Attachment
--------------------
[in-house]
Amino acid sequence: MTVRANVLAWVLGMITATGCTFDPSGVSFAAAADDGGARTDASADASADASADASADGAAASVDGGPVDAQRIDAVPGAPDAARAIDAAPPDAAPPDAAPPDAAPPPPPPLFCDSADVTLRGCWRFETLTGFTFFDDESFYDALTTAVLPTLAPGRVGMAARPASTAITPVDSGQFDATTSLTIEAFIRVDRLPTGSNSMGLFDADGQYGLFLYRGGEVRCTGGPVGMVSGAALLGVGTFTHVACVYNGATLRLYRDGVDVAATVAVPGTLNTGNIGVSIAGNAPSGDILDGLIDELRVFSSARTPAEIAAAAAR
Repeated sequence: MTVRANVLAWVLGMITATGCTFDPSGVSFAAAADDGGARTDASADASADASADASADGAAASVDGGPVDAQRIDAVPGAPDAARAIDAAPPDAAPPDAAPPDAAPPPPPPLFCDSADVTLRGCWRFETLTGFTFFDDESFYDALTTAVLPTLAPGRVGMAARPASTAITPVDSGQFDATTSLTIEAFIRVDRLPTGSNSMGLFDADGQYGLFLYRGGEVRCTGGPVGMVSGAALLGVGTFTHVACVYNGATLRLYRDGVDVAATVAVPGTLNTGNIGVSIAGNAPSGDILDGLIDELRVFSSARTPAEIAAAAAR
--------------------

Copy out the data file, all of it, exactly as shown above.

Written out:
[in-house]
Amino acid sequence: MTVRANVLAWVLGMITATGCTFDPSGVSFAAAADDGGARTDASADASADASADASADGAAASVDGGPVDAQRIDAVPGAPDAARAIDAAPPDAAPPDAAPPDAAPPPPPPLFCDSADVTLRGCWRFETLTGFTFFDDESFYDALTTAVLPTLAPGRVGMAARPASTAITPVDSGQFDATTSLTIEAFIRVDRLPTGSNSMGLFDADGQYGLFLYRGGEVRCTGGPVGMVSGAALLGVGTFTHVACVYNGATLRLYRDGVDVAATVAVPGTLNTGNIGVSIAGNAPSGDILDGLIDELRVFSSARTPAEIAAAAAR
Repeated sequence: MTVRANVLAWVLGMITATGCTFDPSGVSFAAAADDGGARTDASADASADASADASADGAAASVDGGPVDAQRIDAVPGAPDAARAIDAAPPDAAPPDAAPPDAAPPPPPPLFCDSADVTLRGCWRFETLTGFTFFDDESFYDALTTAVLPTLAPGRVGMAARPASTAITPVDSGQFDATTSLTIEAFIRVDRLPTGSNSMGLFDADGQYGLFLYRGGEVRCTGGPVGMVSGAALLGVGTFTHVACVYNGATLRLYRDGVDVAATVAVPGTLNTGNIGVSIAGNAPSGDILDGLIDELRVFSSARTPAEIAAAAAR